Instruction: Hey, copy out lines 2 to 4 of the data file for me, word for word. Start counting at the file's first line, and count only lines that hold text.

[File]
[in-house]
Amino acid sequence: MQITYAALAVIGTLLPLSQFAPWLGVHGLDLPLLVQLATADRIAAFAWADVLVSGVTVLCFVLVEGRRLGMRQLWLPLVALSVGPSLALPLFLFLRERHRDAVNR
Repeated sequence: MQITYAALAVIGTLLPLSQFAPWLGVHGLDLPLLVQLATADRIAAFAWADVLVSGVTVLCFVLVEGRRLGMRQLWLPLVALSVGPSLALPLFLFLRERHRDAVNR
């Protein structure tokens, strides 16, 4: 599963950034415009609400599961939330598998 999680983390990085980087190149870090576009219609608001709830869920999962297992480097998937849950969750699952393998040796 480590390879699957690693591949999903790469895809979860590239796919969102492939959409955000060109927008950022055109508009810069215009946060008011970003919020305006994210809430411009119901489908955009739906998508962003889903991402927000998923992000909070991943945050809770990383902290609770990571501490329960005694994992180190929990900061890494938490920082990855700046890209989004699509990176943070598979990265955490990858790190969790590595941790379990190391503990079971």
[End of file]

Amino acid sequence: MQITYAALAVIGTLLPLSQFAPWLGVHGLDLPLLVQLATADRIAAFAWADVLVSGVTVLCFVLVEGRRLGMRQLWLPLVALSVGPSLALPLFLFLRERHRDAVNR
Repeated sequence: MQITYAALAVIGTLLPLSQFAPWLGVHGLDLPLLVQLATADRIAAFAWADVLVSGVTVLCFVLVEGRRLGMRQLWLPLVALSVGPSLALPLFLFLRERHRDAVNR
């Protein structure tokens, strides 16, 4: 599963950034415009609400599961939330598998 999680983390990085980087190149870090576009219609608001709830869920999962297992480097998937849950969750699952393998040796 480590390879699957690693591949999903790469895809979860590239796919969102492939959409955000060109927008950022055109508009810069215009946060008011970003919020305006994210809430411009119901489908955009739906998508962003889903991402927000998923992000909070991943945050809770990383902290609770990571501490329960005694994992180190929990900061890494938490920082990855700046890209989004699509990176943070598979990265955490990858790190969790590595941790379990190391503990079971």